This photo was taken at the southern tip of Hong Kong at a sea side village call Shek O, its a popular spot for budding photographers to visit, it has a very laid back atmosphere, good food and friendly locals. The area is full of picturesque locales and the villagers of late have been painting their houses in bright primary colors. The photo is of a freshly painted green fence. It was taken with a medium format digital back that have a dynamic range of 12 stops and capture color with 16 bits per RGB channel, which translates to 16 thousand colors per channel compared to 4096 colors per channel of a professional Nikon body producing a 12 bit per channel NEF file. On top of that the sensor of this professional digital back is 33 mega-pixels and resolves much more detail than its current DSLR counterparts. What this means for this photos is a lusher greener fence with more color detail than possible with a DSLR. All this power doesn’t mean a thing if you don’t use it wisely and produce good compositions! In the hands of a child it’s still a toy!
There is an annual flower show here in Hong Kong every year during spring time, I am sure its nothing compared to those in Holland but its all we’ve and its very popular with photographers, both professional and amateur. Tens of thousands of people with cameras in toll flock to the event every year. I myself have been to five shows over the years and it can get pretty monotonous after a while. The pavilions on displayed is offered by various floral organizations, embassies and government departments and as you can imagine, apart from a few exceptions, the displays tend to be similar from year to year. It was particularly hot this year and even though I was there on day-one, many of the flowers have seen much better days after being baked under the noon sun. In the past two years, I have made an extra effort to take photos no one would’ve thought of to take at the flower show, which is difficult when you consider how many budding photographers go through the turnstiles. I have learnt that by challenging yourself with difficult themes, limiting your photographic potential to uniqueness, is an excellent way to sharpening your photographic eye. The above photo is another example of looking for a natural frame, the foliage around the pond with a curious and lonesome goldfish was just perfect and not a single flower in sight! The hour was getting late and as with many of my photos, it was taken on a tripod. It may be a bother to carry around, I find a tripod slows me down a little and makes me think about composition, framing, lighting and contrasts of the subject more, which tend to lead to less photos but better photos.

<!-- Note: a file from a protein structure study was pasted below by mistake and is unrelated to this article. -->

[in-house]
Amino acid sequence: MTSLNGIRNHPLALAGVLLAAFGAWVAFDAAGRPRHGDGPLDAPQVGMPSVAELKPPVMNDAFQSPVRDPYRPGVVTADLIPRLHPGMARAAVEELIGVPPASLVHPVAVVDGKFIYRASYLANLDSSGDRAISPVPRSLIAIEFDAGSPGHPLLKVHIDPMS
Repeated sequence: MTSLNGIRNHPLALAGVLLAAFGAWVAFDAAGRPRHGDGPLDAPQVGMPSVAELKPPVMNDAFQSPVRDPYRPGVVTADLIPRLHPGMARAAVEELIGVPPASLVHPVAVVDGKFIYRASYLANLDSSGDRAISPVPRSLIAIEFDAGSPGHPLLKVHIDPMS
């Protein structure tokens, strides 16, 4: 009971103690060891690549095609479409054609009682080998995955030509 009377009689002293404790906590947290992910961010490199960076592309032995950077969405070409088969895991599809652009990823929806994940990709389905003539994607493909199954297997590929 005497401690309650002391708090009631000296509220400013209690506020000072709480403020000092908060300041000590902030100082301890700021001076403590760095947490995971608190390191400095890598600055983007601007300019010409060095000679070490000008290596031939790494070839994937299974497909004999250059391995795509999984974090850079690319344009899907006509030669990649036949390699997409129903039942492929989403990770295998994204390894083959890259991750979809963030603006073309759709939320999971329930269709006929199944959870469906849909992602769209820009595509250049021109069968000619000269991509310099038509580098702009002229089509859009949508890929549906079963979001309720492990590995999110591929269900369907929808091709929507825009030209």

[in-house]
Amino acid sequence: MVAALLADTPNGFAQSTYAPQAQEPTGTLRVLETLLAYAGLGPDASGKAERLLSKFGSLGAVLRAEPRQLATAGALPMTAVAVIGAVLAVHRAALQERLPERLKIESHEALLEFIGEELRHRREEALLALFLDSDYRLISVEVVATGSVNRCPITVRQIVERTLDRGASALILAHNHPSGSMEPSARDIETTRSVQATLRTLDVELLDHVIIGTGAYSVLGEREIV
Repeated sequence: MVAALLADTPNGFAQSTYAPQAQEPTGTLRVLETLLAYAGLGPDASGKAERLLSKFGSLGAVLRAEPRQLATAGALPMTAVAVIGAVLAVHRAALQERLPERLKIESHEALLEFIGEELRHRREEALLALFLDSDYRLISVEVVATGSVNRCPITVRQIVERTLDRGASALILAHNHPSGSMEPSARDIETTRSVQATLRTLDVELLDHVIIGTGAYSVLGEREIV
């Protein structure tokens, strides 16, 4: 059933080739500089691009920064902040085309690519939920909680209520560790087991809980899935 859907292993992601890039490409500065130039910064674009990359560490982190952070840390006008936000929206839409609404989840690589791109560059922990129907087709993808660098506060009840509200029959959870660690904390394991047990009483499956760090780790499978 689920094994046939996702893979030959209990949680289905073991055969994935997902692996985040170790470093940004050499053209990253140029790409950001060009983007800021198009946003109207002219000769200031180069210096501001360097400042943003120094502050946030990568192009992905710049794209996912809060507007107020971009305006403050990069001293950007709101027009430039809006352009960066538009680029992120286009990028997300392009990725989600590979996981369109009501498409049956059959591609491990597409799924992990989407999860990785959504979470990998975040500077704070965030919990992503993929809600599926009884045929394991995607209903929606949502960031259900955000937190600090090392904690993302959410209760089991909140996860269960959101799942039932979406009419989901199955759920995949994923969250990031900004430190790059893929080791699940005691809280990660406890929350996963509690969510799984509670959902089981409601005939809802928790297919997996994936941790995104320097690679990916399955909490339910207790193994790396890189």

This “macro” was taken during a birding trip in Mai Po, Hong Kong. I had found a good high vantage point from a tree to take photos of a few water fowl swimming past under me and as luck would have it, a helicopter flew overhead and not surprisingly frightened the birds to flight, as always I was the prepared scout as a bunch of feathers were let loose from the fleeing birds. I snapped away as the feather that was floating down into the marsh and this was one of the magical moments that was the result. You could imagine my surprise when I uploaded the photos into the computer. The reflection was pitch black and the reflected fronds went in to a crazy Bokeh with the feather remaining crispy sharp. Rendered by this wonderful prime lens like Photoshop magic, but without the computer. I have this printed up and framed in perspex at home and it is stunning.